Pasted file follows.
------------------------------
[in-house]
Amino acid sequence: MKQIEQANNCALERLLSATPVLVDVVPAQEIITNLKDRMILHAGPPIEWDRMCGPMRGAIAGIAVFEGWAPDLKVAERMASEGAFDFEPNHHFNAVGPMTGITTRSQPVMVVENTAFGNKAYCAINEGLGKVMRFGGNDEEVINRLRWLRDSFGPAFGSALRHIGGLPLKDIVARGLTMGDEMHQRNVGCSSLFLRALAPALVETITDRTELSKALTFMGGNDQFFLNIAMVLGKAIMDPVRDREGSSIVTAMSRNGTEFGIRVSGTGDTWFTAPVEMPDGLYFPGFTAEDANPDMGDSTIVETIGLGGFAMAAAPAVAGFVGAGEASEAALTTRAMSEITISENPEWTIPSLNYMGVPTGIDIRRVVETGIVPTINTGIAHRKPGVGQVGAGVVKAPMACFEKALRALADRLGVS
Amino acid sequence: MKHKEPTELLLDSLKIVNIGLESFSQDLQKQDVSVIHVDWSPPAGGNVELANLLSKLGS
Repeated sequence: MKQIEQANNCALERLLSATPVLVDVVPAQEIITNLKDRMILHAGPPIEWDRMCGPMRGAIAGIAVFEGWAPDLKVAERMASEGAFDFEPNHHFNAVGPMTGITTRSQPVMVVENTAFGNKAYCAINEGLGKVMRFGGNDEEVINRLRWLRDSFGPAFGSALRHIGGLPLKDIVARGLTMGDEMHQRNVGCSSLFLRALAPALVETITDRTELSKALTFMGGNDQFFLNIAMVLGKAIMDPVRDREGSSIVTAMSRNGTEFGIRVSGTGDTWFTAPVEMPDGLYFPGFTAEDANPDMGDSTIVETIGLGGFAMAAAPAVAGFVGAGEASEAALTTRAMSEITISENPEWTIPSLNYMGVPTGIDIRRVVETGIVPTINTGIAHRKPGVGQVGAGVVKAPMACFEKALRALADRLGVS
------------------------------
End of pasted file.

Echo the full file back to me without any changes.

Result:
[in-house]
Amino acid sequence: MKQIEQANNCALERLLSATPVLVDVVPAQEIITNLKDRMILHAGPPIEWDRMCGPMRGAIAGIAVFEGWAPDLKVAERMASEGAFDFEPNHHFNAVGPMTGITTRSQPVMVVENTAFGNKAYCAINEGLGKVMRFGGNDEEVINRLRWLRDSFGPAFGSALRHIGGLPLKDIVARGLTMGDEMHQRNVGCSSLFLRALAPALVETITDRTELSKALTFMGGNDQFFLNIAMVLGKAIMDPVRDREGSSIVTAMSRNGTEFGIRVSGTGDTWFTAPVEMPDGLYFPGFTAEDANPDMGDSTIVETIGLGGFAMAAAPAVAGFVGAGEASEAALTTRAMSEITISENPEWTIPSLNYMGVPTGIDIRRVVETGIVPTINTGIAHRKPGVGQVGAGVVKAPMACFEKALRALADRLGVS
Amino acid sequence: MKHKEPTELLLDSLKIVNIGLESFSQDLQKQDVSVIHVDWSPPAGGNVELANLLSKLGS
Repeated sequence: MKQIEQANNCALERLLSATPVLVDVVPAQEIITNLKDRMILHAGPPIEWDRMCGPMRGAIAGIAVFEGWAPDLKVAERMASEGAFDFEPNHHFNAVGPMTGITTRSQPVMVVENTAFGNKAYCAINEGLGKVMRFGGNDEEVINRLRWLRDSFGPAFGSALRHIGGLPLKDIVARGLTMGDEMHQRNVGCSSLFLRALAPALVETITDRTELSKALTFMGGNDQFFLNIAMVLGKAIMDPVRDREGSSIVTAMSRNGTEFGIRVSGTGDTWFTAPVEMPDGLYFPGFTAEDANPDMGDSTIVETIGLGGFAMAAAPAVAGFVGAGEASEAALTTRAMSEITISENPEWTIPSLNYMGVPTGIDIRRVVETGIVPTINTGIAHRKPGVGQVGAGVVKAPMACFEKALRALADRLGVS